A third Covid 19 wave is surging in the United States (where I live), and elsewhere. The world is crying … still. And in the US, on top of the surge, some of us are drowning in presidential election anxiety. I’ve voted in over eleven such elections. None of the others came close to the stress level of this one.
This morning while praying, I had a hard time wresting my mind off the election and focusing on God and Jesus. I then found myself thinking about the novel I published earlier this year—We Called Him Yeshua—just as the pandemic was sinking its teeth into the world. Great time for publishing a book, right? Well, this morning I wanted to see if the experiences of the characters in the story might give me clues for how to better respond to the convulsing world around me. It didn’t take long to find an answer.
In my mind, I slid back into that world, with the characters I had grown so close to as I’d recorded their stories. Again, I followed them as they followed Jesus on His final journey to Jerusalem. And again, I could see Jesus through their eyes, the eyes of those whom He healed and showed unconditional compassion. I felt their feelings, I relived their experiences, and like them, I briefly felt my eyes, mind, and heart drawn to Jesus. At times, all they saw was Jesus, all they knew was Jesus, and they where oblivious to the chaos going on around them.
My mind then rushed ahead over 2000 years (my thoughts tend to jump around a lot while waiting for the morning coffee to take hold). I was back in that restaurant kitchen, getting ready for the Sunday brunch rush. It was the morning after my second date with the young woman who later agreed to marry me. Only two dates and I was already crazy in love. And that Sunday morning, as I did the last-minute food prep, I couldn’t get my mind off her, nor the grin off my face.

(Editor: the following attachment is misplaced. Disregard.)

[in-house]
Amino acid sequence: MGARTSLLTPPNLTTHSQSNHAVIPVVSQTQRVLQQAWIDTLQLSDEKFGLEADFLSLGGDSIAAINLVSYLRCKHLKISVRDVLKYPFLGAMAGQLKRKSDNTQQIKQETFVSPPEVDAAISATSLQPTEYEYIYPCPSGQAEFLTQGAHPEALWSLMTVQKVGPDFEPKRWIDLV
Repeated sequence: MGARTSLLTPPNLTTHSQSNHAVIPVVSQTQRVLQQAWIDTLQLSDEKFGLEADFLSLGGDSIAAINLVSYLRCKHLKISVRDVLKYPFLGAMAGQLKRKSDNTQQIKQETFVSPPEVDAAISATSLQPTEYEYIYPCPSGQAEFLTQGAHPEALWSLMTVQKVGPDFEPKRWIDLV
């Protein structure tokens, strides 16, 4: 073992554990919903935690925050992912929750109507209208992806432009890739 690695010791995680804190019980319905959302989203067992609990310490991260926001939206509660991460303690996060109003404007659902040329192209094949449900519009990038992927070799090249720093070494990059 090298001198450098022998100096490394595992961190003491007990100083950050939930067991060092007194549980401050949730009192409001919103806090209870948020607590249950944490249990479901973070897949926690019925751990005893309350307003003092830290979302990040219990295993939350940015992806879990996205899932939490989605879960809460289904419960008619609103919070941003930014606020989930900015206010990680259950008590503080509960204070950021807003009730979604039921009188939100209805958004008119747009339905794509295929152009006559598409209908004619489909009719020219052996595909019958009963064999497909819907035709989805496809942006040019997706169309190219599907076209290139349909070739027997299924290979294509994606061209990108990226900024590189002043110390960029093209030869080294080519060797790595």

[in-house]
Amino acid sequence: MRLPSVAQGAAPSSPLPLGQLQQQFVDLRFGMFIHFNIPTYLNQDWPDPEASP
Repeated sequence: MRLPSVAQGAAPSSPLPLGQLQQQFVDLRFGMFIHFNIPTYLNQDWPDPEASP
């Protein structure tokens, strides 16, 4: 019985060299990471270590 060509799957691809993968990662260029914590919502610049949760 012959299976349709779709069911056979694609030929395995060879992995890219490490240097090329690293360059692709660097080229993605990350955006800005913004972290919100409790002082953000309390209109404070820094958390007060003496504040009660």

All through the Sunday morning brunch storm, my co-workers wondered why I looked so happy. I didn’t get sucked into the brunch chaos, like they did. In the midst of that storm, I was a little island of peace, immersed in love for my new girlfriend.
So, how can that memory help me today? And what does it have to do with my detour back into the world of my novel? Though I crave that kind of love for Jesus, where I have to make an effort to pull my thoughts away from Him in order to focus on worldly stuff—well, I’ve rarely experienced it. But I believe in it. And even just that belief and memories of past experiences help me cope.
In the midst of the storms raging around me—the pandemic, the election—I want to be a little island of peace, held steady by my love for Jesus. And kept safe by His love for me. What makes that possible and real (not just wishful thinking), is His Holy Spirit who lives inside me, sharing this body with me.
Look, it’s easier to ride out a storm when we’re not alone. And when you accept the reality and presence of Jesus’ Spirit within you, you’re never alone. I’m doing it. You can too.
I wish for you today a day where you stay safe on your own island of peace and love, holding tight to the rock of Jesus.
How can a “Christian” call themselves a “Christian” if they support character and values that are non-Christian? Is this just another form of Christian hypocrisy, the hypocrisy we’re well-known for? The hypocrisy that’s just a part of our natural human nature that everyone suffers from in a variety of forms? But character matters.